“William Espinoza — a senior, who, like Stuart, was a former high school lacrosse player from Montgomery County — acted as “pledge educator.” He held out a baseball cap, asking pledges to deposit their mobile phones and wallets, Stuart said.”
“Espinoza led pledges to the basement, its windows covered with blankets and old clothes, according to Stuart. In an endless loop, punctuated by a few seconds of silence, a speaker blasted Du Hast, a German metal song by the group Rammstein, said Stuart and Max Kellner, another former recruit, a marketing major from the Baltimore suburbs. The song’s title is a pun on German words that can mean both “have” and “hate.”
“They justified it — that we all went through this when we pledged,” said Kellner, 23, now a senior at Towson University in Maryland. “It was rough. It was very, very anxious in the basement. You felt like you couldn’t leave.”
“In the early morning, members led the pledges upstairs, one by one, blindfolded, to the house’s second floor, Kellner said. There, pledges kneeled before a table where Espinoza and Sam Kaubin, the chapter president, sat with six candles and a fraternity flag, according to Stuart. The recruits learned the secret SAE handshake, with interlocking pinkies.”
“Afterward, pledges were each ordered to chug a pitcher of beer, Stuart and Kellner said. Stuart was then taken to another house, where, urged on by SAE members, he downed seven or eight drinks and a liquor mix called “jungle juice,” he said.”
“I had never been that drunk before,” said Stuart, who hadn’t eaten for 10 hours.
“Every Tuesday evening, SAE held pledge classes in a science hall. Brothers covered a window with white paper, Stuart and Kellner said. As they tried to learn SAE history, members yelled insults at pledges, including gay slurs, Stuart told police.”
“Stuart considered leaving but decided against it. Members assured him that they had all gone through the same crucible and the worst was over. He was about to enjoy the benefits of SAE membership, such as entrée to parties where freshmen could meet sorority women and access to Wall Street and Fortune 500 companies.”
“He worried that, if he left, he would end up shunned and alone. “You feel like you have so much to lose — it’s worth staying,” he said. “I thought it would pay off in the end.”
“On weekends, the pledges were on call to “sober drive” drunken brothers until as late as 4 a.m., Stuart said. After parties, the fraternity required pledges to clean members’ houses, according to Stuart and text messages. On the fifth or sixth week, Stuart and other pledges were ordered to stand in the trashcans filled with ice, he said.”
“If you don’t drink this, you’re out,” members told pledges at the party, handing them more liquor, according to Stuart. He figured he had 10 drinks, fewer than some others.”
“Guys should have gone to the hospital,” Stuart said. “One guy was dry heaving for hours. One guy was vomiting blood. It was the most dangerous thing I’ve ever done.”
Walbrecher, the pledge who had earlier warned about drinking, was especially graphic: “I woke up in throw up and with a black eye and my knuckles were all bruised and I was limping.”
After family night, Stuart decided to quit SAE and alert authorities. His desire to protect pledges from harm outweighed his fear of retaliation from fraternity members, he said.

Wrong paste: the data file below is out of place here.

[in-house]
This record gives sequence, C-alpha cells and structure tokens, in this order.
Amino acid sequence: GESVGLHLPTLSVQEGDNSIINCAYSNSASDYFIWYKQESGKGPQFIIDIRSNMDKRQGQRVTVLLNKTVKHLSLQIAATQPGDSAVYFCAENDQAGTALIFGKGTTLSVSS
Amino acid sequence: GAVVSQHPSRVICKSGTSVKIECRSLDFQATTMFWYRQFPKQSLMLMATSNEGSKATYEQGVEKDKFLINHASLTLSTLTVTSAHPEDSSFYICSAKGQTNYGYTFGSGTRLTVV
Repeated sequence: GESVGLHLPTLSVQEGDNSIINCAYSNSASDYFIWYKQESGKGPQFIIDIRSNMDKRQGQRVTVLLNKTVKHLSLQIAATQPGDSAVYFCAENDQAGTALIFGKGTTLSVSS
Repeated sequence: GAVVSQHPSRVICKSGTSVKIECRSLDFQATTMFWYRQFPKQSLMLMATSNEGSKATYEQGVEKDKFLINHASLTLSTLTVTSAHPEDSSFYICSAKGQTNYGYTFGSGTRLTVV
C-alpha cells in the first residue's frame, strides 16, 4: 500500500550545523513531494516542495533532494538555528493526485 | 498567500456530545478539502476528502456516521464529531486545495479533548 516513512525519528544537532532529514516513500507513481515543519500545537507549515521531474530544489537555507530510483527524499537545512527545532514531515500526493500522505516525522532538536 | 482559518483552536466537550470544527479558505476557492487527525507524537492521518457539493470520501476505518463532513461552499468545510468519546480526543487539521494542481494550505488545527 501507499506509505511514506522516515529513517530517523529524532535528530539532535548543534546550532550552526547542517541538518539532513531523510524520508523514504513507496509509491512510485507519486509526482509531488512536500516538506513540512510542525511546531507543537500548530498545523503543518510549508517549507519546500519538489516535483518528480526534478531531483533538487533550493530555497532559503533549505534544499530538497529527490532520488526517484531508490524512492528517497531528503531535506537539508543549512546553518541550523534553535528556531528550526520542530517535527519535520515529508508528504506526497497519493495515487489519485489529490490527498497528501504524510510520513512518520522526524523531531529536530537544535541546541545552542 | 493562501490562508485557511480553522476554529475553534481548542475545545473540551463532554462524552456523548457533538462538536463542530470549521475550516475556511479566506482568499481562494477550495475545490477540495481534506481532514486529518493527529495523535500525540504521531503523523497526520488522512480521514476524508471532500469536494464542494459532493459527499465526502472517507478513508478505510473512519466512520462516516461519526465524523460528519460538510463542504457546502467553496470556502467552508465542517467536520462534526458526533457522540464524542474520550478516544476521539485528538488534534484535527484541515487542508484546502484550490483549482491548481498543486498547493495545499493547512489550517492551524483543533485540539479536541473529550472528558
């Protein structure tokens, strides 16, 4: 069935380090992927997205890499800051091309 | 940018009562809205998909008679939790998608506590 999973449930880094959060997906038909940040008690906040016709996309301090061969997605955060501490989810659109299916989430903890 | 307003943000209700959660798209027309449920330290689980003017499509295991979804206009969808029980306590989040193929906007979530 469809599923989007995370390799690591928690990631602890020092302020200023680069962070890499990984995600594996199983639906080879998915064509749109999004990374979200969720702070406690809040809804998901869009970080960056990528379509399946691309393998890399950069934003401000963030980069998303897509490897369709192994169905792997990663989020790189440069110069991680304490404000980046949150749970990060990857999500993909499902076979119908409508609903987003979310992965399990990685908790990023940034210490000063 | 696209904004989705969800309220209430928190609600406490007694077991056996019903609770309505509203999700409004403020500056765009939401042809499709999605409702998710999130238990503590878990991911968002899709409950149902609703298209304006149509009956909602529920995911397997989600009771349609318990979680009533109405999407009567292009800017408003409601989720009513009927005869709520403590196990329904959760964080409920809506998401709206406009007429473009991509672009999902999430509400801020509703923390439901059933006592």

On Friday, March 16, he sent an anonymous e-mail about hazing to the campus police’s “silent witness” website. The school tried unsuccessfully to find out who sent the report, documents show.
Stuart looked up news accounts about Cornell and other schools where students died because of hazing. In May, he sent another report to the “silent witness” website.
“I was hazed by the SAE (Sigma Alpha Epsilon) fraternity this past semester,” he wrote. “It was completely disgusting and you schools should step up your regulation of this.”
Though his e-mail was anonymous, the campus police tracked him down. At home for summer vacation, Stuart told his story by phone.
“I perceived him to be credible and truthful,” Salisbury University Police Lt. Brian Waller wrote in his report. In June, Waller referred the matter to the city police department, which has jurisdiction off-campus.
Kellner, the recruit who corroborated Stuart’s account of abuse in the basement, said he appeared before the board too. In all, Salisbury held 13 hours of hearings over three days, said Dane Foust, the school’s vice president of student affairs.
Stuart had been promised confidentiality, but his name had leaked out, his father said. On Sept. 28, Hal Stuart wrote to Salisbury University President Janet Dudley-Eshbach, lamenting the toll the investigation was taking on his son.
‘‘He essentially has been blackballed from any social life, eats his meals alone and is miserable,” Hal Stuart said. “I commend his courage for even coming back this semester.”
The board determined in October that the evidence supported Stuart’s allegations. Among “relevant facts” it established were that pledges were “made to get into a bin of ice and required to recite organizational information,” and they were “kept in a basement on several occasions,” blindfolded, yelled at and “made to drink.”
In November 2012, the university suspended SAE through the spring of 2014, removing its recognition as a student organization and barring it from campus. It will then be on probation for another year. A handful of students were also disciplined, Grisser said.
UPDATE: On the evening of 3/11/15, the CNN evening news announced that the racist chant sung by SAE members has been taught to their members for years.